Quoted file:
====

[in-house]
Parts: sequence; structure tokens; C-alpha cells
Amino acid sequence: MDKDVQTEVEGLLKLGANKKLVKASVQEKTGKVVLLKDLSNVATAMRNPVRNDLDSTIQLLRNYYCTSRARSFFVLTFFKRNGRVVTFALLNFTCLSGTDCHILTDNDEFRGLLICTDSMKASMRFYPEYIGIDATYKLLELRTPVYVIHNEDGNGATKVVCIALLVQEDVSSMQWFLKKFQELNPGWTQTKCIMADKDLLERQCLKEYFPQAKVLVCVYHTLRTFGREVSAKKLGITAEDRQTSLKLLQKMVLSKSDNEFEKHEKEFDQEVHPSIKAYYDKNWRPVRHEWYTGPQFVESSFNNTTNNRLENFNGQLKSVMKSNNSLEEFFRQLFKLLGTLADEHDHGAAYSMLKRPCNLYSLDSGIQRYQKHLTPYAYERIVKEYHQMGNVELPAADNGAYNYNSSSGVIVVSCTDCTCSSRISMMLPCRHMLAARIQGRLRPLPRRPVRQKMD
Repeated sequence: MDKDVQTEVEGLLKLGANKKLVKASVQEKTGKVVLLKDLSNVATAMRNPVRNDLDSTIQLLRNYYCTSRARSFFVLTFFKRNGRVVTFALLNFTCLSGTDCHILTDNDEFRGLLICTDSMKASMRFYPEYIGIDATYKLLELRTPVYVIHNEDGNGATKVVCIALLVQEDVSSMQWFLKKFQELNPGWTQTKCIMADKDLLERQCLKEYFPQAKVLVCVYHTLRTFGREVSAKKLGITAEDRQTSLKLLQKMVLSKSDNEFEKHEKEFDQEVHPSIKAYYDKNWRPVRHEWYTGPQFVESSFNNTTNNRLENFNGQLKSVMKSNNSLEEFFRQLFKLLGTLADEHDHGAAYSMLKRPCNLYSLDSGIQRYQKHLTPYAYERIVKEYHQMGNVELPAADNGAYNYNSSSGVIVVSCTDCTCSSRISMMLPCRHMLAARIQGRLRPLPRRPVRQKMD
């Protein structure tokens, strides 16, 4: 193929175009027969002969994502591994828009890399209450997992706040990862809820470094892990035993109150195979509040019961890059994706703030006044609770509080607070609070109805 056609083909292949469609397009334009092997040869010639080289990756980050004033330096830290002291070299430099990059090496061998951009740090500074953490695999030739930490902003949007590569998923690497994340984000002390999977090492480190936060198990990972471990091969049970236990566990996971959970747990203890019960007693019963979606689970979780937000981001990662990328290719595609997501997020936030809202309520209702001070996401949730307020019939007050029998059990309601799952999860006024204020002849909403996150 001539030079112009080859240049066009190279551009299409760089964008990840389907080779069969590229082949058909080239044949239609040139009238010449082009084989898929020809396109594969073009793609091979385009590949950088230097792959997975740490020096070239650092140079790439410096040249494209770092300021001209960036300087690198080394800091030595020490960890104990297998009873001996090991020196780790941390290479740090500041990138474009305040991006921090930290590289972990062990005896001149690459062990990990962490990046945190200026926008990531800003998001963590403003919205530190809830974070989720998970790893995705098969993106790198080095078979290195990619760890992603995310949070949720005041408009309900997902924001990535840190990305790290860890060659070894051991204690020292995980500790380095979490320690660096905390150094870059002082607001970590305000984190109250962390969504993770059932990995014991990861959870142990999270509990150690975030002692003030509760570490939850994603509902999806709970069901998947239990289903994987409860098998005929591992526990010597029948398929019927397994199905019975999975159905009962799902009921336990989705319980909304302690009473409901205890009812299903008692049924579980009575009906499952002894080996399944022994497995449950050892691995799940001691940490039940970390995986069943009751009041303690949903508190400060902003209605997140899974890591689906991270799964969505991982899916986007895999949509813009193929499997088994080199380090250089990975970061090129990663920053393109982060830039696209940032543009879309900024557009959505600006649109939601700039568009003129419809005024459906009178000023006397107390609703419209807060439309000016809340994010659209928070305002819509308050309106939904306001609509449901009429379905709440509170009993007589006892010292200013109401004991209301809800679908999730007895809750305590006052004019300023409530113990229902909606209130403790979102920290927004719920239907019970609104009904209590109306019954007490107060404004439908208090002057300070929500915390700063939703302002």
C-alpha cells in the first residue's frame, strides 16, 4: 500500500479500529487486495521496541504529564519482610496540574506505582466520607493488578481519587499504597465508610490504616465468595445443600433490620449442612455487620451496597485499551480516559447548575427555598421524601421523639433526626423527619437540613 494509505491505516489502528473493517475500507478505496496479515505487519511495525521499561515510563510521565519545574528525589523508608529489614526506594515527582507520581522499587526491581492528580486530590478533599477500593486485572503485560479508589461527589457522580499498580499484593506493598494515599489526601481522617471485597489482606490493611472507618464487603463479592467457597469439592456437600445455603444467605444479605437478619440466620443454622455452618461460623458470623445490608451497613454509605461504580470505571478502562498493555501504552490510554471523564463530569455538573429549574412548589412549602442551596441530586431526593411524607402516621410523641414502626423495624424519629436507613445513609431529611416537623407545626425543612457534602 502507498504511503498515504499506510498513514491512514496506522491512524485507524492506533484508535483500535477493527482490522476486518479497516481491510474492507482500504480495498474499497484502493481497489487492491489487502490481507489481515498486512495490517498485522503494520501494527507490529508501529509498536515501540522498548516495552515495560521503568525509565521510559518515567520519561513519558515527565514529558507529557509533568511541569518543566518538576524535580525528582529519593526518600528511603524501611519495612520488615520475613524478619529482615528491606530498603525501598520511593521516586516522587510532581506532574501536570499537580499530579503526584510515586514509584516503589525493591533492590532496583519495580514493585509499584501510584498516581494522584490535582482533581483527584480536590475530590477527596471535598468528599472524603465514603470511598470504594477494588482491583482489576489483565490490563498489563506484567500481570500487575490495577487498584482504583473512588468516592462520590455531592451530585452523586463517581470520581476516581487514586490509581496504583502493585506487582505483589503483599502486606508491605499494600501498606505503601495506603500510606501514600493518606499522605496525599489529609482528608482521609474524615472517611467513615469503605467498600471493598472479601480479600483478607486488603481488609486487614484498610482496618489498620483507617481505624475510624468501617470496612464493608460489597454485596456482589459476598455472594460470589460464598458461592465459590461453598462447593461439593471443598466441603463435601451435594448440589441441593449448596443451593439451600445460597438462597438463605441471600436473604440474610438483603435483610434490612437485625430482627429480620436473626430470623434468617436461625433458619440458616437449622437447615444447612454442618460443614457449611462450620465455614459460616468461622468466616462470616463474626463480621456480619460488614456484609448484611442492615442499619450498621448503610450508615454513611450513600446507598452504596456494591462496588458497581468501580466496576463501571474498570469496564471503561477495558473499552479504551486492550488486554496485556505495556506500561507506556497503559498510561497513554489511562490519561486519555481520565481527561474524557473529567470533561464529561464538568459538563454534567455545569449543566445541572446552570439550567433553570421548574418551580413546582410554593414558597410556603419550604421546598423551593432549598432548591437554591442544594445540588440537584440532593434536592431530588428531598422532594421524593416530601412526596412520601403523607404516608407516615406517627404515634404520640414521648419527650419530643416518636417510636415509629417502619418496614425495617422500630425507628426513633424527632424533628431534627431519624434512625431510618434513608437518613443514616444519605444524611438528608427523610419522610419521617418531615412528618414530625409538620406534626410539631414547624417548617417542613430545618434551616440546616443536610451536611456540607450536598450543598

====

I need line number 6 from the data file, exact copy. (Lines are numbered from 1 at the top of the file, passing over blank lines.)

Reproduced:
C-alpha cells in the first residue's frame, strides 16, 4: 500500500479500529487486495521496541504529564519482610496540574506505582466520607493488578481519587499504597465508610490504616465468595445443600433490620449442612455487620451496597485499551480516559447548575427555598421524601421523639433526626423527619437540613 494509505491505516489502528473493517475500507478505496496479515505487519511495525521499561515510563510521565519545574528525589523508608529489614526506594515527582507520581522499587526491581492528580486530590478533599477500593486485572503485560479508589461527589457522580499498580499484593506493598494515599489526601481522617471485597489482606490493611472507618464487603463479592467457597469439592456437600445455603444467605444479605437478619440466620443454622455452618461460623458470623445490608451497613454509605461504580470505571478502562498493555501504552490510554471523564463530569455538573429549574412548589412549602442551596441530586431526593411524607402516621410523641414502626423495624424519629436507613445513609431529611416537623407545626425543612457534602 502507498504511503498515504499506510498513514491512514496506522491512524485507524492506533484508535483500535477493527482490522476486518479497516481491510474492507482500504480495498474499497484502493481497489487492491489487502490481507489481515498486512495490517498485522503494520501494527507490529508501529509498536515501540522498548516495552515495560521503568525509565521510559518515567520519561513519558515527565514529558507529557509533568511541569518543566518538576524535580525528582529519593526518600528511603524501611519495612520488615520475613524478619529482615528491606530498603525501598520511593521516586516522587510532581506532574501536570499537580499530579503526584510515586514509584516503589525493591533492590532496583519495580514493585509499584501510584498516581494522584490535582482533581483527584480536590475530590477527596471535598468528599472524603465514603470511598470504594477494588482491583482489576489483565490490563498489563506484567500481570500487575490495577487498584482504583473512588468516592462520590455531592451530585452523586463517581470520581476516581487514586490509581496504583502493585506487582505483589503483599502486606508491605499494600501498606505503601495506603500510606501514600493518606499522605496525599489529609482528608482521609474524615472517611467513615469503605467498600471493598472479601480479600483478607486488603481488609486487614484498610482496618489498620483507617481505624475510624468501617470496612464493608460489597454485596456482589459476598455472594460470589460464598458461592465459590461453598462447593461439593471443598466441603463435601451435594448440589441441593449448596443451593439451600445460597438462597438463605441471600436473604440474610438483603435483610434490612437485625430482627429480620436473626430470623434468617436461625433458619440458616437449622437447615444447612454442618460443614457449611462450620465455614459460616468461622468466616462470616463474626463480621456480619460488614456484609448484611442492615442499619450498621448503610450508615454513611450513600446507598452504596456494591462496588458497581468501580466496576463501571474498570469496564471503561477495558473499552479504551486492550488486554496485556505495556506500561507506556497503559498510561497513554489511562490519561486519555481520565481527561474524557473529567470533561464529561464538568459538563454534567455545569449543566445541572446552570439550567433553570421548574418551580413546582410554593414558597410556603419550604421546598423551593432549598432548591437554591442544594445540588440537584440532593434536592431530588428531598422532594421524593416530601412526596412520601403523607404516608407516615406517627404515634404520640414521648419527650419530643416518636417510636415509629417502619418496614425495617422500630425507628426513633424527632424533628431534627431519624434512625431510618434513608437518613443514616444519605444524611438528608427523610419522610419521617418531615412528618414530625409538620406534626410539631414547624417548617417542613430545618434551616440546616443536610451536611456540607450536598450543598